Allied Stores Corp., one of a handful of the nation's largest department store companies, somehow has avoided until now the country's most affluent retail market--metropolitan Washington.
But, by a coincidence of events that could not be foreseen three months ago, Allied is about to become a major factor in Washington business.
One week from today, Allied's Plymouth Shops division will open three stores in downtown Washington--at 1110 Vermont Ave. NW, 500 C St. SW and on 18th Street NW between K and L streets.
Plymouth caters to working women with a taste for fashion, and among the nation's 10 major metropolitan areas, Washington has the highest proportion of working women.
Allied expects good results from Plymouth, which has concentrated on the New York market until now. Company Chairman and Chief Executive Thomas Macioce said last week that he expects three more Plymouth stores to open in the D.C. market.
Separately, on Nov. 10, the day after Allied opens its Plymouth stores, the New York retail firm will take over a large, existing company based in Washington -- Garfinckel, Brooks Brothers, Miller & Rhoads, Inc.
The final stockholders meeting for Garfinckel, Brooks Brothers is scheduled that morning. Within a few minutes, the business of that session is expected to be completed, and the women's retail company started by Julius Garfinckel in 1905 will cease to exist as an independent operation.
If nothing else, when Allied votes the 92 percent of shares it owns already in favor of the final merger, one of the most cumbersome names in corporate history will be eliminated. Garfinckel, Brooks Brothers, Miller & Rhoads represent the names of three key retailers that have been combined over the years as the Washington company expanded into a nationwide group of 236 department and specialty stores in 36 states, with annual revenues of close to $500 million.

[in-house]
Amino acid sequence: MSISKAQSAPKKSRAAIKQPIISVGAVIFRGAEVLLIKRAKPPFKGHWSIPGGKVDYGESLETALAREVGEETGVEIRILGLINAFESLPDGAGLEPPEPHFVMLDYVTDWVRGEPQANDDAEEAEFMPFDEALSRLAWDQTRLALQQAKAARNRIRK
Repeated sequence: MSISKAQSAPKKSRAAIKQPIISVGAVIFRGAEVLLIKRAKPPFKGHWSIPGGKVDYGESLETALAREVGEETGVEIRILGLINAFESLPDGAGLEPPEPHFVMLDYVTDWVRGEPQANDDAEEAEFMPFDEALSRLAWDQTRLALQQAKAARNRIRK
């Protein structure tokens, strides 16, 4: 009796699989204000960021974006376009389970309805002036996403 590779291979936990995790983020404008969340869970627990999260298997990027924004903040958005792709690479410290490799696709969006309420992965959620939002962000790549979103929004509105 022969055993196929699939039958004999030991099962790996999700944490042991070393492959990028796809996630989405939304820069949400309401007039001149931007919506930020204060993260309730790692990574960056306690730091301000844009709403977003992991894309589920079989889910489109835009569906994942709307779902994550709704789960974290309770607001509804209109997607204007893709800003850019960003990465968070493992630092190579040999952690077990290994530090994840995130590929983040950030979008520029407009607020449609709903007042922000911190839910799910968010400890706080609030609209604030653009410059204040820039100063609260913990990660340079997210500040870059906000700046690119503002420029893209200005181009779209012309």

In an interview last week, Macioce indicated that the Garfinckel business would continue on the path of planned growth but that there would be changes in supervision:
* The department stores--Miller & Rhoads of Richmond, Harzfeld's of Kansas City and Miller of Tennessee--will be put under the direction of Garfinckel President Manuel Rosenberg, who will report here to Allied Executive Vice President John Cullen.
* A specialty store group, including the Garfinckel chain, Ann Taylor stores and Catherine's Stout Shoppes, will report to Garfinckel Chairman David Waters, who in turn will report to Macioce.
* Brooks Brothers, regarded as the best managed and most profitable men's apparel chain in the nation, will operate as a separate division based here under its president, Frank T. Reilly. Brooks has annual sales estimated at more than $120 million with a pretax profit margin of 18 percent--accounting for more than a quarter of Garfinckel's overall sales and the bulk of its profits.
Macioce said expansion plans of all the Garfinckel divisions would move forward--except for an estimated $100 million of new store spending to expand the 22-store Miller & Rhoads chain in Virginia and North Carolina.
Miller & Rhoads currently is losing money; estimated losses in 1980 exceeded $1 million on sales of $125 million. Macioce said Allied's first priority next week will be to beef up this department store division by modernizing existing stores.
On another topic, Macioce said his company's Bonwit Teller specialty division would no longer look at the Washington area for possible expansion. Allied acquired Bonwit in 1979 and Macioce said Garfinckel's "basically is the same type of store."
Overall, Allied had sales last year of $2.3 billion in 226 stores across the country, including Jordan Marsh in New England, Gertz of Long Island, Stern's in New Jersey and Joske's of Texas.